There’s a surprising story line for Saturday’s Manchester United-Leicester City game. Against all odds, it’s a matchup of the top two teams in the Premier League — and Leicester, lowly Leicester, is the league leader.
It’s not just that the Foxes were not expected to challenge for the title. It’s that quite a few people expected them to be one of the league’s worst teams. Entering the season, Leicester City was mired in disaster.
The club won seven of its final nine games last year, escaping the bottom three in the standings in the process, but a bizarre scandal related to the team’s tour of Thailand threw the club into chaos. Three youth players, including manager Nigel Pearson’s son, were released as a result of the lurid saga, and the club’s ownership fired Pearson himself two weeks later.
In came former Chelsea manager Claudio Ranieri, who had just been fired as the coach of the Greek national team after a loss to the Faroe Islands, one of the most embarrassing upsets in the history of international football.
Given Ranieri’s reputation for ultra-defensive coaching, he seemed an odd choice for a Leicester team that had won by attacking; most wondered whether he’d make it through the season, and whether Leicester could escape relegation for the second year running. Instead, Leicester has not only been winning, it’s been doing so with the same attack-minded strategy as last season. The Foxes have shut out their opponents just twice all year, but they have scored in every single match and have scored two or more goals in 10 of their 13 games. Forward Jamie Vardy leads the Premier League with 13 goals and has scored in 10 consecutive matches; if he scores Saturday, he’ll break the league record for consecutive games with a goal.
A 5-2 loss to Arsenal in September stands as the only blemish on Leicester’s record, but therein lies the knock on the Foxes: that they have been the beneficiary of a very favorable schedule. That Arsenal match is the only one Leicester has played against last year’s top four teams.
Now comes the hard part. Between now and New Year’s Day, the Foxes play Manchester United, Swansea City, Chelsea, Everton, Liverpool and Manchester City — a nightmare schedule for any team.
Perhaps that’s why Ranieri, despite being on top of England, still has his sights set on earning the 40 points that virtually guarantee that Leicester will avoid relegation. After last week’s victory at Newcastle, Ranieri told reporters: “It’s important for us because it’s important we have 28 points; 12 [more] and we achieve our goal. After, we can speak about other things.”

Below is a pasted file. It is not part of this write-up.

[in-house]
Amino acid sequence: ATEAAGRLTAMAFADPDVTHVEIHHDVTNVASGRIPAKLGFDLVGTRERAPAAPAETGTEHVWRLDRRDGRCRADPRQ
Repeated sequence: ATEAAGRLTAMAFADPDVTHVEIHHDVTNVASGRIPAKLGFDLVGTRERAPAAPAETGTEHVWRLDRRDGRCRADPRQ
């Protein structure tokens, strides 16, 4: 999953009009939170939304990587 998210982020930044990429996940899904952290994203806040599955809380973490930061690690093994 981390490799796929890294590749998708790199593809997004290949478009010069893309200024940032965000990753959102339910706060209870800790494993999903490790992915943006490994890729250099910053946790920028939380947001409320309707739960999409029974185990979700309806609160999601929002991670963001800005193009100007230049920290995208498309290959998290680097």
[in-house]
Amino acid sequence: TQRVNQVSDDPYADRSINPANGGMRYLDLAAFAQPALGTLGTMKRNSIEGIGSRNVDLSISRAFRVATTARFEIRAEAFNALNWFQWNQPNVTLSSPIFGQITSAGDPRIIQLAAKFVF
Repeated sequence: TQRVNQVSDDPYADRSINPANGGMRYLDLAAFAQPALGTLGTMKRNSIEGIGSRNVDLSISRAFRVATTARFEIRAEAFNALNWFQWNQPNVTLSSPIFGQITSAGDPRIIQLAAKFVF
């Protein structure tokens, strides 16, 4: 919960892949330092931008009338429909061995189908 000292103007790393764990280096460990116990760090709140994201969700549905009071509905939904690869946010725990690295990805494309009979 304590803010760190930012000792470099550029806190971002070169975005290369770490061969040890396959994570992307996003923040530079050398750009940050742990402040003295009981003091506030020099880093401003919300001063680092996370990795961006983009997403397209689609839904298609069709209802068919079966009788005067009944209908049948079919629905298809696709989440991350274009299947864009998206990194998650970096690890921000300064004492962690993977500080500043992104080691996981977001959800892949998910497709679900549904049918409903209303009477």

For one week, though, his club can enjoy being kings of England.
Soccer short takes
• Gophers women’s soccer ended its season last week with a 1-0 loss to Loyola Marymount in the second round of the NCAA tournament. The Gophers had a difficult end to the season, winning only one of their final seven games, but things are looking up for 2016. The Gophers lose only two major contributors to graduation: defender Haley Helverson and forward Taylor Stainbrook.
• According to a report from local soccer website Northern Pitch, Ottawa Fury forward Tom Heinemann has signed a $150,000-per-year contract to join Tampa Bay for next season. It’s a sign of the growth of second-division soccer that Heinemann, who scored 12 goals in 2015, can stay in the second division but still earn more than many MLS players.
• The 2016 CONCACAF Olympics women’s soccer qualifiers, set for mid-February in Texas, were announced this week. The U.S. will play Mexico, Costa Rica and Puerto Rico in Group A, and the Americans are favored to easily sail through. Winning the group will be important, as the second-place team will likely play Canada in the semifinals — and winning a semifinal is the final hurdle to clear to qualify for the Olympics.
Weekend watch guide
Bundesliga: Hertha Berlin at Bayern Munich, 8:30 a.m. Saturday, FS1. Bayern Munich keeps rolling along, with 12 wins and a draw in 13 Bundesliga games, but Hertha has climbed up to fourth place. John Brooks, 22-year-old U.S. national team defender, will have his hands full with Bayern’s near-unstoppable attack.
Premier League: Manchester United at Leicester City, 11:30 a.m. Saturday, Ch. 11. Leicester is the best story in the Premier League, but the Foxes need to show they can get results against the best teams. Manchester United was without Wayne Rooney last week; the question now is whether his absence actually makes the team better.
MLS: Portland at Dallas, 4 p.m. Sunday, ESPN: Dallas has an excellent home record, but it’ll need a minor miracle after losing the first leg of the conference finals 3-1 in Portland. Dallas overcame a 2-1 deficit in its semifinal against Seattle but now faces an even taller order in this round. Portland has one foot in its first MLS championship game.
MLS: Columbus at New York, 6:30 p.m. Sunday, FS1: Columbus scored early and late in Sunday’s first leg, giving it a commanding 2-0 lead in this game. The Crew’s shutout at home was important; if prolific striker Kei Kamara can steal a tiebreaking away goal in this game, New York would need at least three goals to go through to the final — a tall order.